Or you can do we what (Dave and Deb did) just go up and dance with the band, they'll lead the way for you.
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26. Browse The Book Market of Plaza de Armas
The oldest square in Havana hosts a lovely book market in its center.
I am a book junkie, and I had to browse.
Besides, I met some interesting people there too and took some cool pictures. Peple are very friendly in Havana.
But be prepared, they will want money for a phto like this.
27. Explore the Plazas of Old Havana
Old Havana is a UNESCO World Heritage Site and it is worth spending a day exploring each of the plazas.
No vehicles are allowed in Old Havana (save for city workers) and the streets weave through narrow cobblestone walkways leading to different plazas.
Get lost and see if you can. find all the plazas of Old Havana: you will feel like you are walking through a Spanish City rather than being somewhere in the Caribbean.
- Plaza de la Catedral
- Catedral de San Cristóbal
- Plaza Vieja
- Plaza de San Francisco
- Plaza de Armas
Plaza Vieja has some excellent cafes to enjoy a frozen lemonade overlooking the square.
28. Visit the Museo Nacional de Bellas Artes
Arguably one of the finest art gallery in the Caribbean, this is a must visit for art lovers.
I love art, and I spent a good afternoon browsing through the collection of this incredible museum that hosts international art from 500 AD onwards.
The museum is now divided into two buildings, one is dedicated to Cuban art and another dedicated
29. Bonus Tip: Try Guarapo
I find the heat exhausting and at times I need a good dose of sugar to recharge my batteries.
Nothing beats guarapo for this: it is pure sugarcane juice, freshly squeezed.
I don’t like the particularly sweet taste, so I added some lime and it was perfect!
Cuba Resources & Information
- Ready to fly to Cuba? Check out Cheap Flights here.
- Cuba uses the Cuban Peso, ATMs are available to withdraw money. 1 Cuban Peso = 1 USD. Be sure to select CUC (not CAC) CUC is the tourist Cuban Peso. The other is for locals only.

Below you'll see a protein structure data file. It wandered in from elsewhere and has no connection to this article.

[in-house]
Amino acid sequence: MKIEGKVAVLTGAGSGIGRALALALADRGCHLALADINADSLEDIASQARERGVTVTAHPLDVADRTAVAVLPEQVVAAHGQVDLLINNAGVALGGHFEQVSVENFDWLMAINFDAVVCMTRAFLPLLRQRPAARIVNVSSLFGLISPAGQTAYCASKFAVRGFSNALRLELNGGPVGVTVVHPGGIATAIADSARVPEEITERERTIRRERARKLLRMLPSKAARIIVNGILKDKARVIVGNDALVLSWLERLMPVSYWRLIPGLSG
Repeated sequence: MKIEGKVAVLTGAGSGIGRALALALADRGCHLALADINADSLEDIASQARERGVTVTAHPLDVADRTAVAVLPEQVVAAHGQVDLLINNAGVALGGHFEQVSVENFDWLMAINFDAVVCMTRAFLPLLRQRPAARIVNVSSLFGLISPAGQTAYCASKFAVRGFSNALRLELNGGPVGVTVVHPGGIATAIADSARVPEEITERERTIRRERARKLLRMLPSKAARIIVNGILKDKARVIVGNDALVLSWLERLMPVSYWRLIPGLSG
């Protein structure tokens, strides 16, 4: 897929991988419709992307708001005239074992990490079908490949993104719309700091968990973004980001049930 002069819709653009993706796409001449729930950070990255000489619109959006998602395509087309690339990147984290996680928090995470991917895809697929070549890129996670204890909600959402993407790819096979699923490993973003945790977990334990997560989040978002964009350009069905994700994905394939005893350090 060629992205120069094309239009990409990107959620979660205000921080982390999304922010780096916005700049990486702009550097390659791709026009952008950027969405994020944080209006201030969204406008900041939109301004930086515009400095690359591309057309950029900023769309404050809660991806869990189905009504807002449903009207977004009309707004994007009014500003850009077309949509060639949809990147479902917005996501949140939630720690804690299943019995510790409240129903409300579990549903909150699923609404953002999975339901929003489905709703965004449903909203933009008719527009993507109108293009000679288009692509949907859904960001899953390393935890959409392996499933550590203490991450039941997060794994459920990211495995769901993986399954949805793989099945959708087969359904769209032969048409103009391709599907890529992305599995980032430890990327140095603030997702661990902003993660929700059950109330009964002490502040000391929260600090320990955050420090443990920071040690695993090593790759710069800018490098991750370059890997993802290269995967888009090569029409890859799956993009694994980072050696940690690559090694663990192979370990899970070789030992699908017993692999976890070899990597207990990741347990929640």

- Bring US cash with you in small bills to be able to change at your hotel upon arrival.
- Are you a U.S. Citizen? Make sure to check with your Airline about Visa costs as they are different for each carrier. Typically they range from $50 to $110. Learn more about the legality of traveling to Cuba as an American by visiting the Treasury Department’s Cuba FAQ.
- Make sure you have travel insurance. We never travel without it and recommend World Nomads for short term trips. If you are looking for something more long-term check out Allianz Travel. Read more about the value of Travel Insurance here.
- Looking to plan your trip? We recommend checking out Lonely Planet Cuba
- Don't forget that the water in Cuba is not drinkable. We recommend bringing along the Lifestraw Go Waterbottle. We bring this with us everywhere.
- Internet: It is available through the ETECSA telecom company and you can buy prepaid cards for around $2-3 per hour.
Enjoy What to Visit in Havana? Why not pin this to Pinterest for future reference.
Have you ever been to Havana? What were the best things you did there?
Do you have other suggestions of things to do in Havana that I may have missed?
My Adventures Across the World
Claudia Tavani is from Cagliari (Sardinia) and is obsessed with travelling. A former human rights lawyer and academic, after devoting her life to the protection of cultural identity, in November 2013 Claudia decided to give in to her biggest passion and started travelling around Latin America, and she has hardly stopped since. Blogging came as a natural consequence, for Claudia wanted to let her family and friends be updated with her adventures.